Short variant: in an appliance context the max power consumption isn’t nearly as significant as the average power consumption for the job its doing–and that may be neglegable for those different bins.

    Long variant:

    All these Jasper Lake variants (perhaps even the dual cores) are most likely made from the same set of dice and just binned for outright defects, higher voltage requirements or even pure market segmentation.

    In the case of voltage bins, that’s typically chips requiring higher voltages to overcome less than perfect transistores or interconnects, but it could also be chips that simply won’t run reliably at higher clocks.

    In the first case an N5095 is liklely to consume more Watts than a N6005 at identical CPU core clocks. In the second case there might be no difference, though typically the two cases aren’t really isolated from one another.

    These being 24×7 appliances, idle power consumption is really the bigger factor and the principal reason you should pay close attention to the power supply and it’s efficiency. Yet for the Jasper Lake SoCs, I’d expect very little difference. The difference in power consumption only really comes into play as these chips rev to near maximum clocks. And there somewhat like its Rocket Lake cousins, Jasper Lakes is happy to go into power consumption territory where no Atom has gone before: My J5005 based systems tend to stick pretty close to the 10Watt TDP mark they officially have, while my Jasper Lake N6005 NUC has been observed to really burn the 28Watt PL2 TDP the BIOS allocates by default.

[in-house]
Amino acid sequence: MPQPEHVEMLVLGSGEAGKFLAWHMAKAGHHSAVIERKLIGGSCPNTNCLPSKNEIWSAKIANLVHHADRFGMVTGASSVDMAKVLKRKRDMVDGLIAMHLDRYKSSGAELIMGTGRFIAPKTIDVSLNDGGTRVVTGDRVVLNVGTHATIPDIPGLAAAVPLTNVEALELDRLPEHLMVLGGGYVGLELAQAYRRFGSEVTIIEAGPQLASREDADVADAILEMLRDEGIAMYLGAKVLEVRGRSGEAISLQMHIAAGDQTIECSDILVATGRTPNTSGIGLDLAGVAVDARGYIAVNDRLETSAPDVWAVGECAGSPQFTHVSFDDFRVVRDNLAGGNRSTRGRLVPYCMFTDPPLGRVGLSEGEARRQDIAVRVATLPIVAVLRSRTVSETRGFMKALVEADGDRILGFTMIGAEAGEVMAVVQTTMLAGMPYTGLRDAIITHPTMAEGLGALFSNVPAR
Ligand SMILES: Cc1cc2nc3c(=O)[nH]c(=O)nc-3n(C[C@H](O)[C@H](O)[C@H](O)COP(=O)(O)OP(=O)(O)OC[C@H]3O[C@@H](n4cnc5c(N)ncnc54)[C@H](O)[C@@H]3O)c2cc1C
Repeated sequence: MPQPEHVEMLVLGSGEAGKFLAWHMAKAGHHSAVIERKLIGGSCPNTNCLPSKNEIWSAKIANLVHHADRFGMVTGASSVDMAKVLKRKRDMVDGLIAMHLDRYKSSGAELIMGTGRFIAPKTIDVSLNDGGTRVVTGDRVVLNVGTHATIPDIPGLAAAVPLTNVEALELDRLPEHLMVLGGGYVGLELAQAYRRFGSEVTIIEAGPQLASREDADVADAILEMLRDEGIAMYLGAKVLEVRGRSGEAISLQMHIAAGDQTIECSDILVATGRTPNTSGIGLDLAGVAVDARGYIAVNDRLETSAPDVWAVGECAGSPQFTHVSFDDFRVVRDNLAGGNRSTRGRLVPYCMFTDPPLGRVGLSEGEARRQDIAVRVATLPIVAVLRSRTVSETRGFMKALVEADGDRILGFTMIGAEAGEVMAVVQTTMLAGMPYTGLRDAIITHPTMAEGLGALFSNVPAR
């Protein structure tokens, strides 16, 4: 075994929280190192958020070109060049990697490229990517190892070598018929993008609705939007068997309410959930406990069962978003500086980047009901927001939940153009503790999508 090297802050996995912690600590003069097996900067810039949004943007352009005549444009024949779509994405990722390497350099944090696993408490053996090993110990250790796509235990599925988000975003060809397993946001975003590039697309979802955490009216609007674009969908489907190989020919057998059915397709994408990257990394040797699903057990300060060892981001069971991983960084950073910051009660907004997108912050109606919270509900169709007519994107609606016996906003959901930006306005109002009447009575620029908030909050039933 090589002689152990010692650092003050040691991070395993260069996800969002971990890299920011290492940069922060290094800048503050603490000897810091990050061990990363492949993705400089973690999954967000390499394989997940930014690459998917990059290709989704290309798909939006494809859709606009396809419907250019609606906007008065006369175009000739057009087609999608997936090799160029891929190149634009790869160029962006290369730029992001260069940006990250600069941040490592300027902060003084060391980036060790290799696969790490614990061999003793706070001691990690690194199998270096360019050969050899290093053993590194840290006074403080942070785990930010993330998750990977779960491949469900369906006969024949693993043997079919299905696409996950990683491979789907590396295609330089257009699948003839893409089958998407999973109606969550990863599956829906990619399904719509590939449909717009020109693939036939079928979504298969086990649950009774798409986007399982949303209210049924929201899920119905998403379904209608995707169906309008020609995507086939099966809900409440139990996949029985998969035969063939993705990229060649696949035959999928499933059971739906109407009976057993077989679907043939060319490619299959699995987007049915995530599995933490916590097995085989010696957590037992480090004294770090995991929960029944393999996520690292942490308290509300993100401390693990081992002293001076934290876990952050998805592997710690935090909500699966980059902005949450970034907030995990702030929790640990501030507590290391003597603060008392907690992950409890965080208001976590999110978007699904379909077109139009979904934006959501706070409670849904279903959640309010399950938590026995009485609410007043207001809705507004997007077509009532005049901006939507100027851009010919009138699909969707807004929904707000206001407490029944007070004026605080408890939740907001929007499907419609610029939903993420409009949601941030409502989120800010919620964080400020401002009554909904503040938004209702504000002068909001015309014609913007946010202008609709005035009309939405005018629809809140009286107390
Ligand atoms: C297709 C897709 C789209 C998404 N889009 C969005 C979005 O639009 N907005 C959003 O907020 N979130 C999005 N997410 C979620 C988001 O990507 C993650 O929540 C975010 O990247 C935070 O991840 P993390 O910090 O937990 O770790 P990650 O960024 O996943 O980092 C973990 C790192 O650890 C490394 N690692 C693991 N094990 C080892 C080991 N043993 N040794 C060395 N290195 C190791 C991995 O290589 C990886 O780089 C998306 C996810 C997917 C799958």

Well, unlike my fully passive J5005 Mini-ITX systems (which never throttle!), it also has a fan…

    But at least on the NUC BIOS you can tell it to keep it down and make do with 12 Watts PL2 and 10 Watts PL1, at which point it sure won’t be using more than a N5095, but it might not be much faster either (well Atoms are no speed daemons anyway).

    Essentially with the N6005 you get a bit more choice and flexibility: you can let it rip near the maximum speed at the cost of the extra power or you can tone it down, if efficiency really were your top concern. You can’t change your mind with the 5095 and open up that throttle once you notice that that nice new broadband bandwidth update fails to make it through your firewall.

    But even without restricting the BIOS TDP setting, chances are the practical difference in terms of power consumption between the top bin Jasper Lake and its lower variants won’t be noticeable, because if you operate them near those top clocks for extended periods of time, you’re most likely using the wrong platform: at 28 Watts a Core mobile part will give you more performance per Watt because that’s operating near its peak efficiency point there, than an Atom that’s left that point far behind and has little left to give except heat.

    A couple of years ago I had to migrate from an J1900 Atom to a Kaby Lake i7-7700T Core CPU (35 Watt TDP) for my pfSense firewall , because with all the Suricata rulesets active, an Atom was quite overwhelmed and throttling the broadband bandwith, so be sure to measure realistically before you buy.